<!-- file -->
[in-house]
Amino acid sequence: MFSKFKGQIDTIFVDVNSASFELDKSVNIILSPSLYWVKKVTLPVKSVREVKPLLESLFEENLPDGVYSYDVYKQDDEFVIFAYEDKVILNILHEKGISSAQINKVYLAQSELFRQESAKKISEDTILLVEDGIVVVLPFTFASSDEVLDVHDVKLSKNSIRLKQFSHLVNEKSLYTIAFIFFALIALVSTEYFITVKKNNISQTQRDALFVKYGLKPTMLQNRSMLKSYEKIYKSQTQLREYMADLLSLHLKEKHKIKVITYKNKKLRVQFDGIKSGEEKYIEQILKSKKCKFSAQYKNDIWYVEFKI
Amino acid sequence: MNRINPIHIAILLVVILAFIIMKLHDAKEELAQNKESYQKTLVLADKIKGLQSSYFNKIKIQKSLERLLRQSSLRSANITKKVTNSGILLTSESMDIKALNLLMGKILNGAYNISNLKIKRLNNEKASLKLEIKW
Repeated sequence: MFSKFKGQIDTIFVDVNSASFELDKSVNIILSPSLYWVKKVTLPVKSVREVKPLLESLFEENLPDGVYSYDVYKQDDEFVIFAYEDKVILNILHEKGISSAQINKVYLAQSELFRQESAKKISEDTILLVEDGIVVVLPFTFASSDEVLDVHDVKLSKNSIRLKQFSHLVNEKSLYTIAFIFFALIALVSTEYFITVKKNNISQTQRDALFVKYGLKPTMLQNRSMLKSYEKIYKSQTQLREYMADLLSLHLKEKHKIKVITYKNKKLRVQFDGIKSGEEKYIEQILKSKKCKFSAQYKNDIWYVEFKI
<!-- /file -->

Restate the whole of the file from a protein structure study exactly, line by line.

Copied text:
[in-house]
Amino acid sequence: MFSKFKGQIDTIFVDVNSASFELDKSVNIILSPSLYWVKKVTLPVKSVREVKPLLESLFEENLPDGVYSYDVYKQDDEFVIFAYEDKVILNILHEKGISSAQINKVYLAQSELFRQESAKKISEDTILLVEDGIVVVLPFTFASSDEVLDVHDVKLSKNSIRLKQFSHLVNEKSLYTIAFIFFALIALVSTEYFITVKKNNISQTQRDALFVKYGLKPTMLQNRSMLKSYEKIYKSQTQLREYMADLLSLHLKEKHKIKVITYKNKKLRVQFDGIKSGEEKYIEQILKSKKCKFSAQYKNDIWYVEFKI
Amino acid sequence: MNRINPIHIAILLVVILAFIIMKLHDAKEELAQNKESYQKTLVLADKIKGLQSSYFNKIKIQKSLERLLRQSSLRSANITKKVTNSGILLTSESMDIKALNLLMGKILNGAYNISNLKIKRLNNEKASLKLEIKW
Repeated sequence: MFSKFKGQIDTIFVDVNSASFELDKSVNIILSPSLYWVKKVTLPVKSVREVKPLLESLFEENLPDGVYSYDVYKQDDEFVIFAYEDKVILNILHEKGISSAQINKVYLAQSELFRQESAKKISEDTILLVEDGIVVVLPFTFASSDEVLDVHDVKLSKNSIRLKQFSHLVNEKSLYTIAFIFFALIALVSTEYFITVKKNNISQTQRDALFVKYGLKPTMLQNRSMLKSYEKIYKSQTQLREYMADLLSLHLKEKHKIKVITYKNKKLRVQFDGIKSGEEKYIEQILKSKKCKFSAQYKNDIWYVEFKI